Don’t be fooled by its name: The terror group “the Islamic State of Iraq and the Levant” plans to attack well beyond the borders of those two countries. After snatching an Iraq-Jordan checkpoint, Amman is on high alert.
The Jordan-Iraq border crossing is a solitary post, located in the endless yellow-brown desert between Jordan’s capital, Amman, and Baghdad, Iraq.
The Iraqi customs officials there are supposed to monitor entry and exit to the country. But the Iraqi-Jordan border crossing has nothing more to report to Iraq’s central government: Members of a extremist militia allied with ISIL are now in control.
While the overrun border outpost is just another piece in the ISIL Iraq puzzle, it is raising alarm in Amman. Jordan’s interior minister announced that his country is now “surrounded by extremists.” Troops stationed on Iraq’s border have been placed on high alert. According to domestic military sources, the kingdom has mobilized dozens of units along the border.
Washington is concerned as well. President Obama warned that the ISIL march could spread to Jordan from Iraq. US Secretary of State John Kerry considers ISIL “a threat to the whole region.”
André Bank, a Middle East expert at the Hamburg-based German Institute of Global and Area Studies (GIGA), says the group’s goal is to establish in Islamic state in Iraq as well as “Greater Syria.”
“That means not only Syria, parts of Iraq, Lebanon and large parts of [historical] Palestine, but also large areas of Jordan,” he told DW.
That territorial claim can be seen in an ISIL propaganda video released last week on the Internet. In it, five fighters, apparently from the UK and Australia, speak to the camera.
“We don’t recognize borders,” one of the men says, adding that he and his comrades had fought in Syria, would soon enter Iraq and would then enter Jordan and Lebanon – “wherever our leader sends us.”
It’s likely straight propaganda. André Bank considers it somewhat unrealistic for ISIL militants to penetrate Jordan. Where in Iraq they’ve encountered a demoralized army giving up large swathes of territory without so much as a fight, Jordan’s military would engage.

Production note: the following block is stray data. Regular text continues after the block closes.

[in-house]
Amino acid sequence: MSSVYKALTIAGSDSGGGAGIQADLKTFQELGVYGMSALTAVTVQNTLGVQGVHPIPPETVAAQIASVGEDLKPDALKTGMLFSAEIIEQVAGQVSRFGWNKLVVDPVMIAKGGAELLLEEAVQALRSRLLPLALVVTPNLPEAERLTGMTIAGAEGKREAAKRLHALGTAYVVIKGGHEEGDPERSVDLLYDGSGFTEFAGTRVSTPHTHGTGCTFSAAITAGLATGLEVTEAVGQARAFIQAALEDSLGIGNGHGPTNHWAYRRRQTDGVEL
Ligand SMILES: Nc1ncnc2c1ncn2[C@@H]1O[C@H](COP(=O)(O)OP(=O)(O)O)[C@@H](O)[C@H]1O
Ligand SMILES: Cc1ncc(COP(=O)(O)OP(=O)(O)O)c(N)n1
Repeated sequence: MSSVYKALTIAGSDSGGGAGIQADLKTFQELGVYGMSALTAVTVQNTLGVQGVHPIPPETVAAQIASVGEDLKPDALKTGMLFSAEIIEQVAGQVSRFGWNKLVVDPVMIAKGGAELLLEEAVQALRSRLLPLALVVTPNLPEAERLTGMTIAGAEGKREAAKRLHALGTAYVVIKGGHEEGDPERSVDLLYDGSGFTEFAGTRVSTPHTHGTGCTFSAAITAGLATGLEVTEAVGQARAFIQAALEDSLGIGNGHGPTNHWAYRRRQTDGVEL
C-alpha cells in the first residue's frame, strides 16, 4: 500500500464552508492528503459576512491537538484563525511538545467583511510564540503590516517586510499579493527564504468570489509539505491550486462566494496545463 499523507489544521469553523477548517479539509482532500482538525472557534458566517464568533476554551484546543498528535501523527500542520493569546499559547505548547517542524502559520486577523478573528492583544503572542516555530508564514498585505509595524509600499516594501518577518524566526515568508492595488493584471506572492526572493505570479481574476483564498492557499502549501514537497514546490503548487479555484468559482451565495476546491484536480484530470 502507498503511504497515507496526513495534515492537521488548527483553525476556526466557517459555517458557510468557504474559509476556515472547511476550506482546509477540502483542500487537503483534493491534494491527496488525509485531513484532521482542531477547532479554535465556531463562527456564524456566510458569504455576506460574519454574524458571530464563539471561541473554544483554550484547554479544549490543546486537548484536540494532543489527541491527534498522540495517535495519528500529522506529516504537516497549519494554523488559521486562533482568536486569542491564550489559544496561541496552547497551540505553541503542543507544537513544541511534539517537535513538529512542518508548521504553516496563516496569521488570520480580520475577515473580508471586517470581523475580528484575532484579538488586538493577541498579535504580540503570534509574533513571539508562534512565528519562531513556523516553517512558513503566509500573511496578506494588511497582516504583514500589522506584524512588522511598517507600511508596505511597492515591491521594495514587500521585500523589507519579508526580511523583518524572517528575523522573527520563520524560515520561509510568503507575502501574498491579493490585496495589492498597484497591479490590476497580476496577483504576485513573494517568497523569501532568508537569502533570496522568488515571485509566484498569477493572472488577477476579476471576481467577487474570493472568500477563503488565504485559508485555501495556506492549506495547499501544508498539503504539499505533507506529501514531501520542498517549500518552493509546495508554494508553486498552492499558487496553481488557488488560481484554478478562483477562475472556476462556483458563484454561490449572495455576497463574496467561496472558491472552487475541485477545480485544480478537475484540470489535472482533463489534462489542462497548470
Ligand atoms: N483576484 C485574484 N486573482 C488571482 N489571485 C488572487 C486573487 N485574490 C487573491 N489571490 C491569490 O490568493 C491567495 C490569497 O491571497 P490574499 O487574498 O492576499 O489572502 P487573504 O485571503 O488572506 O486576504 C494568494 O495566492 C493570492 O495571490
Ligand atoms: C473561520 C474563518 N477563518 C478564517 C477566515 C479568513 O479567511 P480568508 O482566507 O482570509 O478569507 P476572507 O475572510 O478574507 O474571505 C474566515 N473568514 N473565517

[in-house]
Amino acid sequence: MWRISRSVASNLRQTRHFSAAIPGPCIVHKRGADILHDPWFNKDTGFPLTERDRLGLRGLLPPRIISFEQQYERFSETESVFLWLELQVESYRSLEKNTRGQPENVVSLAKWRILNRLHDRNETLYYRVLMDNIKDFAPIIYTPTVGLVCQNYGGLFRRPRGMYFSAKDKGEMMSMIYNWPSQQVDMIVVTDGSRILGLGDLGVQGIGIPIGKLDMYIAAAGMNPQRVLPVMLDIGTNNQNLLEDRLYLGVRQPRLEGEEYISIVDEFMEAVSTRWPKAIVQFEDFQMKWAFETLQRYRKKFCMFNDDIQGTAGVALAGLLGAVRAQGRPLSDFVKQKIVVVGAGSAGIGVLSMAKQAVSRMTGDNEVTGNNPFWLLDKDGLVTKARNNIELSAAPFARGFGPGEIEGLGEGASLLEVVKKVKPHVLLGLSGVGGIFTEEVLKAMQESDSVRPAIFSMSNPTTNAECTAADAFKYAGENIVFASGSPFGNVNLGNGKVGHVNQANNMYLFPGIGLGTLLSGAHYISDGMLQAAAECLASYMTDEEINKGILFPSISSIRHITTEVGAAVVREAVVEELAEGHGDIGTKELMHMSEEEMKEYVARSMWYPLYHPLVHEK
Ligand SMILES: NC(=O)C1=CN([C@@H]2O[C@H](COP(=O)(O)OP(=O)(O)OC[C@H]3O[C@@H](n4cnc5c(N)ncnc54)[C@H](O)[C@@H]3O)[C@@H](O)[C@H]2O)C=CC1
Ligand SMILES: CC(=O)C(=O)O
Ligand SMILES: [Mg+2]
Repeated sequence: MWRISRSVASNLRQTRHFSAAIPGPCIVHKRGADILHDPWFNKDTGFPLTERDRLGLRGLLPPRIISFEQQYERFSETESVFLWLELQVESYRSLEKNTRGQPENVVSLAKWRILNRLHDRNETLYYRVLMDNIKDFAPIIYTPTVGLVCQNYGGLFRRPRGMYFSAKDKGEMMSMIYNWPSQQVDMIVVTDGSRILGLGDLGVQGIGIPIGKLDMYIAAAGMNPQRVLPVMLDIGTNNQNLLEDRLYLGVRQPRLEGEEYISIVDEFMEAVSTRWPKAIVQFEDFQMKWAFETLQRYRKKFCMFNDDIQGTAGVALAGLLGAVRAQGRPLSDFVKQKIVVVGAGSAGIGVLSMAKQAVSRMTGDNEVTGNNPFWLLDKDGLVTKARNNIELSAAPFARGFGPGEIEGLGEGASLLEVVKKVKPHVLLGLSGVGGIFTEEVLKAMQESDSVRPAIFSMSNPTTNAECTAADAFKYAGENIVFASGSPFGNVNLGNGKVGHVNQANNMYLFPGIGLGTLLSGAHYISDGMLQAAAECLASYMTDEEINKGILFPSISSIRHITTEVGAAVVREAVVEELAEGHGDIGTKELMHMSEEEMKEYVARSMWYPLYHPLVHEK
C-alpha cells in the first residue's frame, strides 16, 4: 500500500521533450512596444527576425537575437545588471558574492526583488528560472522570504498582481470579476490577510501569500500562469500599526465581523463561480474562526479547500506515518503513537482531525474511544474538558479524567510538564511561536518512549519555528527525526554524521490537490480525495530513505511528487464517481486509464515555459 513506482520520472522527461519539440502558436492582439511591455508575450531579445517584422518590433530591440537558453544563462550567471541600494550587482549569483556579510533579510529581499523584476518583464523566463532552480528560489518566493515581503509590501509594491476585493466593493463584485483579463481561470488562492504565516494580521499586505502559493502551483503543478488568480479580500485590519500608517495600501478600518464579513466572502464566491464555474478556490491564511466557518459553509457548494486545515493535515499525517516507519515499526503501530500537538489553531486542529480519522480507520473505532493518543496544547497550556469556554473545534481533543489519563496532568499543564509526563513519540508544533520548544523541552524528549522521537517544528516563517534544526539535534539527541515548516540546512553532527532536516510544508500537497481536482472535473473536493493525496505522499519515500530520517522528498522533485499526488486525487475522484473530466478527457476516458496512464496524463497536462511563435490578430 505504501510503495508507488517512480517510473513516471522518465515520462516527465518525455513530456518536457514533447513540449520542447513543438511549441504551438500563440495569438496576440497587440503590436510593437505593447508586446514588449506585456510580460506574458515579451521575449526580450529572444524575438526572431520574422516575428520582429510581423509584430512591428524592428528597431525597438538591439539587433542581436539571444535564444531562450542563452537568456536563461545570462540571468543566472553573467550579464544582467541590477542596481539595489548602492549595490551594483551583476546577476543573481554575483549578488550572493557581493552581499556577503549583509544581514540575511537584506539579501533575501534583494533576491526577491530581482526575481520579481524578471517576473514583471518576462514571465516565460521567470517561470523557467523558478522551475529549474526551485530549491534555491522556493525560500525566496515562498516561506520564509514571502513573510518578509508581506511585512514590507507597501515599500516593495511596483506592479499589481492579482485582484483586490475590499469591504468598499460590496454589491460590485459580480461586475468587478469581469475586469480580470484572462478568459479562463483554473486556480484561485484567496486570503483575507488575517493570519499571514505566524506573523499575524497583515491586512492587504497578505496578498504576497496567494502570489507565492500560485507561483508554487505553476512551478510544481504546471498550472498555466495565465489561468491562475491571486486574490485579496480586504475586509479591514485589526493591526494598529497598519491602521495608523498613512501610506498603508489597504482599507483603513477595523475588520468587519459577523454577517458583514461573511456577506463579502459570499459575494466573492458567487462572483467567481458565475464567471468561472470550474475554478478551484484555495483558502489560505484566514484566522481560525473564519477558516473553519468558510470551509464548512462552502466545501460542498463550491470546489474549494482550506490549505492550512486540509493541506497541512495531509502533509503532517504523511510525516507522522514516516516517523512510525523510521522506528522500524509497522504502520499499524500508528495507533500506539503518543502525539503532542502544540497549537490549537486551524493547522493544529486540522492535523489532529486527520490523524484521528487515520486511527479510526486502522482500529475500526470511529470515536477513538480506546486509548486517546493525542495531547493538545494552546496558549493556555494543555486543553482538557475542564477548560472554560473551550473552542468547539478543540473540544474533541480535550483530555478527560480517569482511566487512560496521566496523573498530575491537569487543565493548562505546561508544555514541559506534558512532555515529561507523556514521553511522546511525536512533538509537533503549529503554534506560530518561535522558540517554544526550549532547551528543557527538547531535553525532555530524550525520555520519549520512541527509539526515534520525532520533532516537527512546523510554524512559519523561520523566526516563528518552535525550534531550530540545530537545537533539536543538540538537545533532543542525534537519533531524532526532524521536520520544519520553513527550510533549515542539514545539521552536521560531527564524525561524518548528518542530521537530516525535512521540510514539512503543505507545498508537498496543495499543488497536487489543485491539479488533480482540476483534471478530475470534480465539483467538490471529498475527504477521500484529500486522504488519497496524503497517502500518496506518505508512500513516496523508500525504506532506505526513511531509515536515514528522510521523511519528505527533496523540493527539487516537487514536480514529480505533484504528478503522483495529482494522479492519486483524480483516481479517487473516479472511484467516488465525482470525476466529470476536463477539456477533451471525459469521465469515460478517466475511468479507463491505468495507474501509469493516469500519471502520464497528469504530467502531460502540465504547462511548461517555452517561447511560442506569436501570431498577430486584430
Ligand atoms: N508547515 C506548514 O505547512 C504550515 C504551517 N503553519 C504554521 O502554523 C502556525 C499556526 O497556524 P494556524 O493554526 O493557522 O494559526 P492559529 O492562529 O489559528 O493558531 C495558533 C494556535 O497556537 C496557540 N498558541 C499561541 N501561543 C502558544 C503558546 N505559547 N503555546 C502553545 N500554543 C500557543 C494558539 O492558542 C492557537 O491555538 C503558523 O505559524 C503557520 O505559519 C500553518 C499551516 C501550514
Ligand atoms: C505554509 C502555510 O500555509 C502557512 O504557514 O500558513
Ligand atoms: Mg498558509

“Jordan’s security apparatus is one of the strongest in the region. Border facilities will be strongly protected,” he said.
What ISIL might do is destabilize Jordan through terror attacks. It wouldn’t be the first time the country found itself targeted by terrorists. In 2005, more than 50 people died in separate terror attacks on luxury hotels. The precursor to ISIL, Al-Qaeda in Iraq, claimed responsibility. At that time the group was led by a Jordanian, Abu Musab al-Zarqawi, who was killed one year later in a targeted US air strike just 50 kilometers (31 miles) north of Baghdad.
Ramzy Mardini is an Amman-based security expert with the nonpartisan US think tank Atlantic Council. He believes the radical ISIL group might have already established a terror cell within Jordan. The country is home to a growing number of terrorists, he says, a fact shown on June 20 when 200 ISIL supporters took to the streets in the southern Jordan city of Maan and openly declared it the “Fallujah of Jordan”.
But, according to Jordan’s former foreign minister, Marwan Muasher, a “large majority of the population” in Jordan is against the extremist ISIL.
Muasher, the current vice president at the Carnegie Endowment research institute, added that “the danger ISIL presents to Jordan is not comparable to the danger the organization represents for Syria or Iraq.”
ISIL is a security threat, he says – not an “existential danger.”
Jordan’s head of state, King Abdullah II, is still in the drivers seat, says André Bank – partly due to support from Western states, from Israel but also from Persian Gulf monarchies.
Still, the country faces big problems. Refugees from Syria number in the hundreds of thousands. Its economy is sputtering, causing increased unemployment.
As Berlin welcomes Jordan’s king on Tuesday, where he will meet with German Chancellor Angela Merkel, Bank sees a need for two-pronged approach: Jordan’s refugee burden must be better supported; any long-term help delivered by Germany, he says, should come with preconditions for reform.
That’s because extremism will continue to take root in Jordan, the Middle East expert says, unless the increasingly authoritarian country further opens itself politically and adopts an economic policy that’s more socially balanced.
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